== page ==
"The intention from Day One was to move that facility on campus," said George Bryan, the president and chief executive of the Children's Home…
When the Children Home agreed to take over the shelter, Bryan estimated that it could take $150,000 to renovate the 10,000-square-foot Stultz Cottage. With no money available, immediate action wasn't possible.
Along came Marc Crouse, a member of the apartment association who volunteers at the home and is in the process of adopting a young person who has been living there. When he approached Bryan about the association doing something at the home for this year's "Labor of Love" project, Bryan thought that fixing up the cottage for the program would be just the thing.
"From the first, we are considering this a miracle," Bryan said.
This weekend was the kick off for a project that I'm already sure will be one of the highlights of my career. The organization I work for, Triad Apartment Association, is doing it's annual Labor of Love project and this year it really is audacious. We're taking on a three story building at The Children's Home that has been vacant for over 25 years and fixing it up so that it can be used to house children that the Home serves. The project includes cleaning and painting every room, installing new carpet, replacing outlets and light switches, repairing all plumbing fixtures, re-glazing all bathroom tiles, replacing/repairing floor tiles, repairing and refinishing a parquet floor, removing an interior wall from one room, installing new appliances, installing 9 new ceiling fans, repairing exterior woodwork, providing new furniture and installing new landscaping. What makes it so incredibly rewarding is that all of the materials, time and money have been donated by companies and individuals involved with TAA, and even more remarkably, people in the community who somehow heard about it and volunteered to help.
We're getting all this done in four days, Feb 12-13 and 19-20, which you'd think would be impossible until you consider that on the 12th we had over 70 people show up to help and on the 13th we had over 90. We're expecting just as many, if not more, next weekend. We had so many people that we had enough to go out and do other projects on The Children's Home grounds.
One of our volunteers is a woman who grew up at The Children's Home and lived in the building that we're working on. I can't even describe the feeling of standing in a room with her as she painted a window and told a story about her first night at the Home spent in that very room and how it changed her life. It gives me goosebumps just thinking about it.
There aren't words appropriate enough to describe what all of these volunteers have given The Children's Home, so to those of you who have participated please accept these humble words: Thank you! If you would like to help with The Labor of Love you still can and please feel free to shoot me an email if you're interested. Otherwise there is always a need for volunteers at The Children's Home and there's plenty of information on how to help at their website.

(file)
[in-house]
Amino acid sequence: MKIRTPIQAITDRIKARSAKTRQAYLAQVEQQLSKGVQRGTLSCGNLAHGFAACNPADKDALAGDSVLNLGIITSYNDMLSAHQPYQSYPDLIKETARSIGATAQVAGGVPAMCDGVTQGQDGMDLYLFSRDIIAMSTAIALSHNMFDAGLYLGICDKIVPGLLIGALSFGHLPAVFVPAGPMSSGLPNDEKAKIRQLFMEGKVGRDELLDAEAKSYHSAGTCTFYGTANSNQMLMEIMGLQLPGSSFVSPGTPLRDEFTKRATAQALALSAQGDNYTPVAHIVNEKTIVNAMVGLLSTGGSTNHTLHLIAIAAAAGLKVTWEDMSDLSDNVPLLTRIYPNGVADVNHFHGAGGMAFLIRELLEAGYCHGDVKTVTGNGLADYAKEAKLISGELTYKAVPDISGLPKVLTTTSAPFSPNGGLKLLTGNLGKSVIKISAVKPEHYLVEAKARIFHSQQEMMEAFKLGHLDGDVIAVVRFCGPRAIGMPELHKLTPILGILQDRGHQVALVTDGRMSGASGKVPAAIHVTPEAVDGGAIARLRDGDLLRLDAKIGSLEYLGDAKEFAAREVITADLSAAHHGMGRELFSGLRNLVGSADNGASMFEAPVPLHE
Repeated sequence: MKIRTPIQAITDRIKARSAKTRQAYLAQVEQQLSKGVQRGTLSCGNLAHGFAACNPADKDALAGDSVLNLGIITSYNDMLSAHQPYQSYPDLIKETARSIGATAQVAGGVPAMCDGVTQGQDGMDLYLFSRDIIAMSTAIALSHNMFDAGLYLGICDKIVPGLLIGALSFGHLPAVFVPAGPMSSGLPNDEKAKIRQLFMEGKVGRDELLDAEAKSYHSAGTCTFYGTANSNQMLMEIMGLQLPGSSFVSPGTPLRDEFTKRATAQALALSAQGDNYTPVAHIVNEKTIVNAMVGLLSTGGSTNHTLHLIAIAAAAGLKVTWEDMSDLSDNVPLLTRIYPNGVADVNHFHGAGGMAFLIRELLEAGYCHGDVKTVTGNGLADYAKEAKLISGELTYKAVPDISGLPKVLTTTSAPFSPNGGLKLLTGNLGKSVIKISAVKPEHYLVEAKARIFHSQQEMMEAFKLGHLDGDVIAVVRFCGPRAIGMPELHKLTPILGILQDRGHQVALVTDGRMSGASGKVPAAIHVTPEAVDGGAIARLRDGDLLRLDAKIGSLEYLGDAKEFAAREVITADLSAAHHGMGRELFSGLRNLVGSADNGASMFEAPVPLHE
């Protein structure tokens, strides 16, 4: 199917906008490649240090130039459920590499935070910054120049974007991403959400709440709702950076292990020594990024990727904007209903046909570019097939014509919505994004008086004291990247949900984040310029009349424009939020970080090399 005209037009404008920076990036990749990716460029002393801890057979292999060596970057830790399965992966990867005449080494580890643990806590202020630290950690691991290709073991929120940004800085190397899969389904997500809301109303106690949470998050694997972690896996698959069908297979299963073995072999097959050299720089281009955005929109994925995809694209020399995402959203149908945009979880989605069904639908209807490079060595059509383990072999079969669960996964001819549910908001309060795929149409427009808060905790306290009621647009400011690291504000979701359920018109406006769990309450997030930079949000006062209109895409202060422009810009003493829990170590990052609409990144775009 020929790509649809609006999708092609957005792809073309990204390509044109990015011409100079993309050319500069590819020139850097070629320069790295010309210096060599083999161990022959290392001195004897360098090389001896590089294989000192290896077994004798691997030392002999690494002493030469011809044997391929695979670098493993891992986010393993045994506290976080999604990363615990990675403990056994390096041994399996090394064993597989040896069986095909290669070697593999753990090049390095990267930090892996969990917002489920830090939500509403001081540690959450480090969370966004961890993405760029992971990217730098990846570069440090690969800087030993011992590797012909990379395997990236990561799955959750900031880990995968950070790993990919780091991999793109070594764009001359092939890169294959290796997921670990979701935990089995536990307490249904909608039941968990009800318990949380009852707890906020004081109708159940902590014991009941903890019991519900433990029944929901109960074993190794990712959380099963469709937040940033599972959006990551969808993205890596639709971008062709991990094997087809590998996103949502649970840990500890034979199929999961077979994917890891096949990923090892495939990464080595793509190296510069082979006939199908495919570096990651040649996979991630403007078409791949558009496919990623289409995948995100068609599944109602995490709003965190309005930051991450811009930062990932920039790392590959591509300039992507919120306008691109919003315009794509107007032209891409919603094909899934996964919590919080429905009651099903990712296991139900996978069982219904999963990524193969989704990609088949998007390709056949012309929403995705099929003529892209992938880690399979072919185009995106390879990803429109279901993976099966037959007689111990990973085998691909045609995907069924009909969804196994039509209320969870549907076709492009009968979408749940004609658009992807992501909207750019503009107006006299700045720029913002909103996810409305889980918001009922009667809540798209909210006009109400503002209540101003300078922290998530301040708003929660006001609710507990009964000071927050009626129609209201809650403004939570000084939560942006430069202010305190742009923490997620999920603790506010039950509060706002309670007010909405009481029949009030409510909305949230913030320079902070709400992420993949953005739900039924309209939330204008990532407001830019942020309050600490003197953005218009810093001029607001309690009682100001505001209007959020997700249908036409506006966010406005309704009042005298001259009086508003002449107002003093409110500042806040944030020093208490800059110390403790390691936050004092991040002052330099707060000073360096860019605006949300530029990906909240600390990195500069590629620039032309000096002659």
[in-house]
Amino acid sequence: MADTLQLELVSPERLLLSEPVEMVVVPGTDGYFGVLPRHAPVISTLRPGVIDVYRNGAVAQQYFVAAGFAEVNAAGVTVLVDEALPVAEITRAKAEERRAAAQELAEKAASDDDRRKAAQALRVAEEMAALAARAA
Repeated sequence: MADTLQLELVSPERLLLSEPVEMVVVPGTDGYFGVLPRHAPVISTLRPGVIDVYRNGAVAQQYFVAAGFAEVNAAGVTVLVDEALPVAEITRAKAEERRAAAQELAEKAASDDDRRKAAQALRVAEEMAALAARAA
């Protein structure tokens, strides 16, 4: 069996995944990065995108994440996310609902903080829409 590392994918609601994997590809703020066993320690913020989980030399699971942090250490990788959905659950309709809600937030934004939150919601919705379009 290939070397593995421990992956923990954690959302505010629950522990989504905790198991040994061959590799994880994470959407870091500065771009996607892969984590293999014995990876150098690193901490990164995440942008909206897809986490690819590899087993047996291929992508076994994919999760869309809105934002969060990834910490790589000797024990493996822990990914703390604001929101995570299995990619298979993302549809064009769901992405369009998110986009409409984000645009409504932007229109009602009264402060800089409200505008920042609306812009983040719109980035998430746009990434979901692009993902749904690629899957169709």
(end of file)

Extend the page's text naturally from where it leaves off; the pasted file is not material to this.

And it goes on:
This actually has to do with my day job. The Triad Apartment Association (TAA) is gearing up for it's annual Labor of Love and this year we'll be working with The Children's Home to fix up a building that's been vacant for over 25 years so that it can be used as transitional housing for kids who turn 18.
As things currently stand when a child turns 18 they are pretty much on their own. I don't know about you, but if I'd been left to my own devices at 18 I would have been in a world of hurt. The Children's Home envisions taking this refurbished building and using it as a place to temporarily house the 18 year-olds while they learn how to make their way in the world.
The TAA is going to take several teams of volunteers to clean up, paint, fix the landscaping and make repairs to the building over two weekends in February. We're in the process of organizing our teams and gathering supplies for the project. To give you an idea of the scope of this project we anticipate using a minimum of 200 gallons of paint and having dozens of volunteers on site at any given time.
One of the most exciting aspects of this project is that we keep getting donations and volunteers by word of mouth even though we haven't really been pushing it to this point. I can't tell you how many calls we've gotten from "friends of friends" who want to know how they can get involved. What I've been telling them is that we will happily take donations of supplies, or money (financial donations go directly to The Children's Home for the project), to help with the project. If we get a duplication of donations, say for kitchen appliances, then we've been assured that The Children's Home can find a use for them. If you have any interest in helping out please feel free to contact our office at (336) 294-4428 or visit our web page about the project here.
I wasn't yet at TAA when we did the 2009 Labor of Love so I'm REALLY stoked about this year's project.